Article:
Episode 2- Universal Homes "Family Life in the Suburbs"

Episode 2- Universal Homes "Family Life in the Suburbs"

House 2- Modern Family Home
Overview
Family time in the suburbs

Homeowner Karen Braitmayer is owner and founder of Studio Pacifica, an accessibility consulting company. She is an architect by training and provides code-compliance services for architects, building owners and developers. When she and her husband were looking for their first home together, they knew Karen had particular needs as a wheelchair-user, and they were delighted to find a house that had a ramp from the garage into the house. After being there for 13 years, they decided it was time for a significant upgrade. The two options were either ‘go up’ or ‘go out’, but Karen really didn’t want an elevator. As an architect, Karen felt like she had overthought it, so she enlisted fellow architect and friend Carol Sundstrom to take a look.

Carol was able to reimagine the floor plan to maintain the scale and charm of a single-level, mid-century modern home, within the existing footprint, while adding all the extra space and functionality that Karen and her family needed. “Going up” would have changed the style of the house from a low-slung, mid-century modern into a tall, boxy Seattle-modern house. So, it was a win-win to be able to find all this space without adding a second story.

Here is a list of some of the main renovations that were done;

  1. Walls that enclosed the kitchen were removed, as well as the fireplace and adjacent mechanical room. This created an open floor plan for living, dining and kitchen areas.
  2. Decreasing the size of the master bedroom created room for another living space that her daughter and friends could use.
  3. Removing walls in the master bathroom made the room easy to maneuver while also seeming larger.
  4. The ramp inside the garage was removed, and the entire garage floor was re-poured to slope from the garage door to the back door of the house. This created room for everyone to move freely in the garage at the same time. With two wheelchairs in the family, this made a huge difference for loading and unloading the ramp van.

“You should be at home saving your energy for when you’re out, when you will have to expend energy and face inaccessibility. So, for us, coming here, it’s a sanctuary. Our home is an easy place for us to live, enjoy ourselves, entertain. But we are not expending extra energy to do it. We’re saving that for all the fun stuff that we do outside the house.”

Karen Briatmayer
Floor Plan
Maintaining a single level home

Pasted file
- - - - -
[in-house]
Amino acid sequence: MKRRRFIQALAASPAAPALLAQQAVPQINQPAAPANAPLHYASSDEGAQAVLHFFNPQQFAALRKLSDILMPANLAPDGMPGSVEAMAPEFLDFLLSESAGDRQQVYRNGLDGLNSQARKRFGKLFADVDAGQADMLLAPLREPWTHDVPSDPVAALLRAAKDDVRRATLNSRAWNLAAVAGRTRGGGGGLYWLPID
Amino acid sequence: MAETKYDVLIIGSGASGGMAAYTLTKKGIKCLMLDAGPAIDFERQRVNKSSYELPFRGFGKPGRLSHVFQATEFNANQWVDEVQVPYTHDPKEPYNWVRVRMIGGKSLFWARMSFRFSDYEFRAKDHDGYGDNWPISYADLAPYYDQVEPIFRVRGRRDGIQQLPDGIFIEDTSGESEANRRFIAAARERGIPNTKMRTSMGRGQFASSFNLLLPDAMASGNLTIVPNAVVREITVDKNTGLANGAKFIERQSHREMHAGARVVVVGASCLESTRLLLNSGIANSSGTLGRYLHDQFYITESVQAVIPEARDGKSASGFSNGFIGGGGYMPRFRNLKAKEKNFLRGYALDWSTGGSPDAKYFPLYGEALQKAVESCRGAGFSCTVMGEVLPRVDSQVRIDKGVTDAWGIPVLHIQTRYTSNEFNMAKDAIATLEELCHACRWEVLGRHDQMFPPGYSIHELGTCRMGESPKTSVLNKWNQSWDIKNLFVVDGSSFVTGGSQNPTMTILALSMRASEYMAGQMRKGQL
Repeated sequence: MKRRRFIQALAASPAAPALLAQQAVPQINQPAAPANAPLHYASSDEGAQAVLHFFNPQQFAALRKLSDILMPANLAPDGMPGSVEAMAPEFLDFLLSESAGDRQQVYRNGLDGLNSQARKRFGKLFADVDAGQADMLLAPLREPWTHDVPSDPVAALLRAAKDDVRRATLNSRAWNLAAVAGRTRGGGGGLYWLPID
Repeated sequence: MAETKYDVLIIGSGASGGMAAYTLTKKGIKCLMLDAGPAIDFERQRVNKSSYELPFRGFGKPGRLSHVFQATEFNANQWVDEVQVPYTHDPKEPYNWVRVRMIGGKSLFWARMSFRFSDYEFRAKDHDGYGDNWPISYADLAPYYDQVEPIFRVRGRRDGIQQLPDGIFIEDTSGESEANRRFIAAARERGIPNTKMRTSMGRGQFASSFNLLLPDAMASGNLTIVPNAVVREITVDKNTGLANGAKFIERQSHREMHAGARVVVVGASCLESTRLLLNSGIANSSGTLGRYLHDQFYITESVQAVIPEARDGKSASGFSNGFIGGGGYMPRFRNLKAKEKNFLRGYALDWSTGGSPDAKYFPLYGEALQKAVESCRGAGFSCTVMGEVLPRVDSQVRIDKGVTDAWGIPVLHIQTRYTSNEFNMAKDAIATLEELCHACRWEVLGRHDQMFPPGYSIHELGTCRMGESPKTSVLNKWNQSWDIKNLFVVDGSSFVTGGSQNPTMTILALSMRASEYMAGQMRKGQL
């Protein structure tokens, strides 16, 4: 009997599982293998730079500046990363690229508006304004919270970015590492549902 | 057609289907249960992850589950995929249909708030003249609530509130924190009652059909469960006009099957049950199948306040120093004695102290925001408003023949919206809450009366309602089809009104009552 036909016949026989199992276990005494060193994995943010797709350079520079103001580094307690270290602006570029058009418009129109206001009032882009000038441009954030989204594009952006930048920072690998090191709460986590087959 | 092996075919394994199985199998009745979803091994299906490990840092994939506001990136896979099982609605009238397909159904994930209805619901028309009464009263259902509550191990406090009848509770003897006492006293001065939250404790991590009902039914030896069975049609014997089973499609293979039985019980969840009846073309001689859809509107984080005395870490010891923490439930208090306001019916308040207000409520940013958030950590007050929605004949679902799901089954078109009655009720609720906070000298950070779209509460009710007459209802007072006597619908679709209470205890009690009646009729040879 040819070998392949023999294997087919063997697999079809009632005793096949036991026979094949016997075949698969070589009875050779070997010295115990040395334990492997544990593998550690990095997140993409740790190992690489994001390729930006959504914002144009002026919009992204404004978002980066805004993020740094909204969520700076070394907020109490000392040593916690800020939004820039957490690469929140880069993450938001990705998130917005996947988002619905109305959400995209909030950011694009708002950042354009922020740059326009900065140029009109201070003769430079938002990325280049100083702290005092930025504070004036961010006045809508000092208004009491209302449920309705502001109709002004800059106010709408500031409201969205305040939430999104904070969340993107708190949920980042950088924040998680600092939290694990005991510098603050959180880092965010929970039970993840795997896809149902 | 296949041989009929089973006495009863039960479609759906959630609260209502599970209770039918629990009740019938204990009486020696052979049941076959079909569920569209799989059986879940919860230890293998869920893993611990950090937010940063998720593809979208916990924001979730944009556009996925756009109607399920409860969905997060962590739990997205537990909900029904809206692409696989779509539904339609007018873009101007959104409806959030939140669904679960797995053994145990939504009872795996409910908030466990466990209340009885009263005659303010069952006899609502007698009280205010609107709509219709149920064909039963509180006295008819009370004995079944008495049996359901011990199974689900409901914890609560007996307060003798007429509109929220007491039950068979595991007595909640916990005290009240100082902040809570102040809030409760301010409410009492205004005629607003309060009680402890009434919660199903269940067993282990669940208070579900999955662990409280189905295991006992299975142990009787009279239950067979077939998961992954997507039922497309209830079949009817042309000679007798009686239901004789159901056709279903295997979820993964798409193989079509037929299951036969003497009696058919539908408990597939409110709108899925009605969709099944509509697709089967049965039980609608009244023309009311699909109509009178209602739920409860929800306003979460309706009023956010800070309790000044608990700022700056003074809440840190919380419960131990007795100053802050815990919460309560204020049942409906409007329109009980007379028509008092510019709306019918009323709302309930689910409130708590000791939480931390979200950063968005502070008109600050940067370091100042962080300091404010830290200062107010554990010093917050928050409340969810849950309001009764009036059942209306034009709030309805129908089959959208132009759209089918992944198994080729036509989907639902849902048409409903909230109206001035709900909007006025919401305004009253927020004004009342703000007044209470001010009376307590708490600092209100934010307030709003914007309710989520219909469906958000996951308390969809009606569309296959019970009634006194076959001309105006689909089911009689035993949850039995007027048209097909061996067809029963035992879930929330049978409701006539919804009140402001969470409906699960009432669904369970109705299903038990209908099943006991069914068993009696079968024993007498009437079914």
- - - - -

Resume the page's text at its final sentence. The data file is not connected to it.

Architect Carol Sundstrom was able to reimagine the floor plan to maintain the scale and charm of a single-level, mid-century modern home, within the existing footprint, while adding all the extra space and functionality that Karen and her family needed. “Going up” would have changed the style of the house from a low-slung, mid-century modern into a tall, boxy Seattle-modern house. So, it was a win-win to be able to find all this space without adding a second story.

To do so, walls that enclosed the kitchen were removed, as well as the fireplace and adjacent mechanical room. This created an open floor plan for living, dining and kitchen areas. Decreasing the size of the master bedroom created room for another living space that her daughter and friends could use. Removing walls in the master bathroom made the room easy to maneuver while also seeming larger.

The ramp inside the garage was removed, and the entire garage floor was re-poured to slope from the garage door to the back door of the house. This created room for everyone to move freely in the garage at the same time. With two wheelchairs in the family, this made a huge difference for loading and unloading the ramp van. 

Kitchen
Multi-Level Work Stations

This kitchen is built for everyone. The taller counter includes knee clearance that enables Karen to reach into corner cabinets, while also being comfortable for standing chefs. The island has two different heights that were customized for the arm reach of both wheelchair-users in the family. The pedestal support at the lowest counter enhances maneuverability by eliminating the obstacle of corner supports. 

There are four different heights of work surfaces, designed to accommodate each family member’s preferences. 

The pull-out baking station was designed to be the perfect height for seated use and to stow away when not in use. The side-opening oven makes it easy to remove dishes without reaching over a hot oven door. The sink doubles as a heat-proof surface for offloading of dishes.

Bathroom
His & Hers

The bathroom is both modern and spacious. A single counter accomodates two different top-of-sink heights, with knee space for Karen at the lower sink. 

The single-slope shower with a trench drain provides a stable surface for the shower bench, unlike center-drain shower floors.

Sinks with the same design, but different heights allow for clean lines while accommodating both Karen and her husband’s needs.

The towel rack and adjustable shower head allow for easy reach for both Karen and her husband.

Bedroom
MASTER BEDROOM

The master bedroom was reduced in size, while still maintaining plenty of room for access around the bed and to the courtyard. Between the master bedroom and bathroom, as well as throughout the house, careful planning made it possible to have zero height transitions between different flooring materials. Windows were added for natural light and were lowered to enable a full view from a seated position or when lying in bed.

The exterior doors all have wheelchair-friendly low profile thresholds that transition smoothly to the hardscaping, providing multiple options for emergency egress.